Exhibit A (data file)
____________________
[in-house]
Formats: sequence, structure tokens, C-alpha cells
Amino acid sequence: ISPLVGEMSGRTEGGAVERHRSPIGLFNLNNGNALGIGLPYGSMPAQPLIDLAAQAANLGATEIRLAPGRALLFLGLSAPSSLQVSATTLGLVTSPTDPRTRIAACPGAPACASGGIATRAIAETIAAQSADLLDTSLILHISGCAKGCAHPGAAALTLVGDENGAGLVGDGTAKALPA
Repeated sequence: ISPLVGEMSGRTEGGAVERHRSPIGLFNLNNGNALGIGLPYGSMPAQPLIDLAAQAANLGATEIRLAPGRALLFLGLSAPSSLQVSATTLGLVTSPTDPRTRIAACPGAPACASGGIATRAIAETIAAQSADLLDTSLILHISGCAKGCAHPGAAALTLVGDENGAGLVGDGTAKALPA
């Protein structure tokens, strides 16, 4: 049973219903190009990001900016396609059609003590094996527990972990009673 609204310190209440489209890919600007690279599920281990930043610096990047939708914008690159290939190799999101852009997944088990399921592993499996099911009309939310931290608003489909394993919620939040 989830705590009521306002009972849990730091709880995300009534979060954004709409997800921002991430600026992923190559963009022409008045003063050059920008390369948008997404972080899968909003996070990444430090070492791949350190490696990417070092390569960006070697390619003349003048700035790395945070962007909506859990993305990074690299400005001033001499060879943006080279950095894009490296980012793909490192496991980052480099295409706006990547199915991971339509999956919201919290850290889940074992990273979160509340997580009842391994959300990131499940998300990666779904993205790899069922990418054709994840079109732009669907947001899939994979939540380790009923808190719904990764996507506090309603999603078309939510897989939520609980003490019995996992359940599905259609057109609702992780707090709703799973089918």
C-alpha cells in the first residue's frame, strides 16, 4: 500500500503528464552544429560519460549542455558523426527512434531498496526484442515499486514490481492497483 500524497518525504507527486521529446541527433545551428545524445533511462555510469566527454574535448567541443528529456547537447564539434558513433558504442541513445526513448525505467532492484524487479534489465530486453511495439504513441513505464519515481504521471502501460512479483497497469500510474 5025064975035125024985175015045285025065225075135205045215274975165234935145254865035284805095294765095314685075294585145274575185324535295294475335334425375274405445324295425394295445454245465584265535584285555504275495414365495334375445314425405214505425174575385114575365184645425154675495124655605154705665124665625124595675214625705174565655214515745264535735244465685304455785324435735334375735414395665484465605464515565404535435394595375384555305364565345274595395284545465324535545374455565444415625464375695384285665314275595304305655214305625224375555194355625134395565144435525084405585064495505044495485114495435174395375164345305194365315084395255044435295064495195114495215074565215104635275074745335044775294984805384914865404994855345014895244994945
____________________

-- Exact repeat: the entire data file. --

[in-house]
Formats: sequence, structure tokens, C-alpha cells
Amino acid sequence: ISPLVGEMSGRTEGGAVERHRSPIGLFNLNNGNALGIGLPYGSMPAQPLIDLAAQAANLGATEIRLAPGRALLFLGLSAPSSLQVSATTLGLVTSPTDPRTRIAACPGAPACASGGIATRAIAETIAAQSADLLDTSLILHISGCAKGCAHPGAAALTLVGDENGAGLVGDGTAKALPA
Repeated sequence: ISPLVGEMSGRTEGGAVERHRSPIGLFNLNNGNALGIGLPYGSMPAQPLIDLAAQAANLGATEIRLAPGRALLFLGLSAPSSLQVSATTLGLVTSPTDPRTRIAACPGAPACASGGIATRAIAETIAAQSADLLDTSLILHISGCAKGCAHPGAAALTLVGDENGAGLVGDGTAKALPA
């Protein structure tokens, strides 16, 4: 049973219903190009990001900016396609059609003590094996527990972990009673 609204310190209440489209890919600007690279599920281990930043610096990047939708914008690159290939190799999101852009997944088990399921592993499996099911009309939310931290608003489909394993919620939040 989830705590009521306002009972849990730091709880995300009534979060954004709409997800921002991430600026992923190559963009022409008045003063050059920008390369948008997404972080899968909003996070990444430090070492791949350190490696990417070092390569960006070697390619003349003048700035790395945070962007909506859990993305990074690299400005001033001499060879943006080279950095894009490296980012793909490192496991980052480099295409706006990547199915991971339509999956919201919290850290889940074992990273979160509340997580009842391994959300990131499940998300990666779904993205790899069922990418054709994840079109732009669907947001899939994979939540380790009923808190719904990764996507506090309603999603078309939510897989939520609980003490019995996992359940599905259609057109609702992780707090709703799973089918």
C-alpha cells in the first residue's frame, strides 16, 4: 500500500503528464552544429560519460549542455558523426527512434531498496526484442515499486514490481492497483 500524497518525504507527486521529446541527433545551428545524445533511462555510469566527454574535448567541443528529456547537447564539434558513433558504442541513445526513448525505467532492484524487479534489465530486453511495439504513441513505464519515481504521471502501460512479483497497469500510474 5025064975035125024985175015045285025065225075135205045215274975165234935145254865035284805095294765095314685075294585145274575185324535295294475335334425375274405445324295425394295445454245465584265535584285555504275495414365495334375445314425405214505425174575385114575365184645425154675495124655605154705665124665625124595675214625705174565655214515745264535735244465685304455785324435735334375735414395665484465605464515565404535435394595375384555305364565345274595395284545465324535545374455565444415625464375695384285665314275595304305655214305625224375555194355625134395565144435525084405585064495505044495485114495435174395375164345305194365315084395255044435295064495195114495215074565215104635275074745335044775294984805384914865404994855345014895244994945